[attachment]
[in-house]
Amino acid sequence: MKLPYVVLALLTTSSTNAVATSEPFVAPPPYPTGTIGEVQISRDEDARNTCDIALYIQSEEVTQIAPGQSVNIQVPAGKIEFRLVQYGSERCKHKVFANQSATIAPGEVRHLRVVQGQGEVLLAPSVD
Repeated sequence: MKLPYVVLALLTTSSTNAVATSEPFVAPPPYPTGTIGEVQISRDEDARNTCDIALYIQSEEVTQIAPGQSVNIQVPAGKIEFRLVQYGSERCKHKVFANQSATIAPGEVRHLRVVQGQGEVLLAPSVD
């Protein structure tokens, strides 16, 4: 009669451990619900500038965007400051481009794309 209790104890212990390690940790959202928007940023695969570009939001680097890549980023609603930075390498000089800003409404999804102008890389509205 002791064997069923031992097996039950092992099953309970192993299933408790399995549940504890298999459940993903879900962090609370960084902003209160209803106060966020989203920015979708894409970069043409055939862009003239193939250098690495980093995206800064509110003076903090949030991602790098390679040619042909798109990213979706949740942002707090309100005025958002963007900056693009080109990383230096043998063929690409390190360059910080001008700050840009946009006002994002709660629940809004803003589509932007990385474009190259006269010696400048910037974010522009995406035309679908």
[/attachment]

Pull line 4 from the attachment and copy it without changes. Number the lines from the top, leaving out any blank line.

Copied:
């Protein structure tokens, strides 16, 4: 009669451990619900500038965007400051481009794309 209790104890212990390690940790959202928007940023695969570009939001680097890549980023609603930075390498000089800003409404999804102008890389509205 002791064997069923031992097996039950092992099953309970192993299933408790399995549940504890298999459940993903879900962090609370960084902003209160209803106060966020989203920015979708894409970069043409055939862009003239193939250098690495980093995206800064509110003076903090949030991602790098390679040619042909798109990213979706949740942002707090309100005025958002963007900056693009080109990383230096043998063929690409390190360059910080001008700050840009946009006002994002709660629940809004803003589509932007990385474009190259006269010696400048910037974010522009995406035309679908």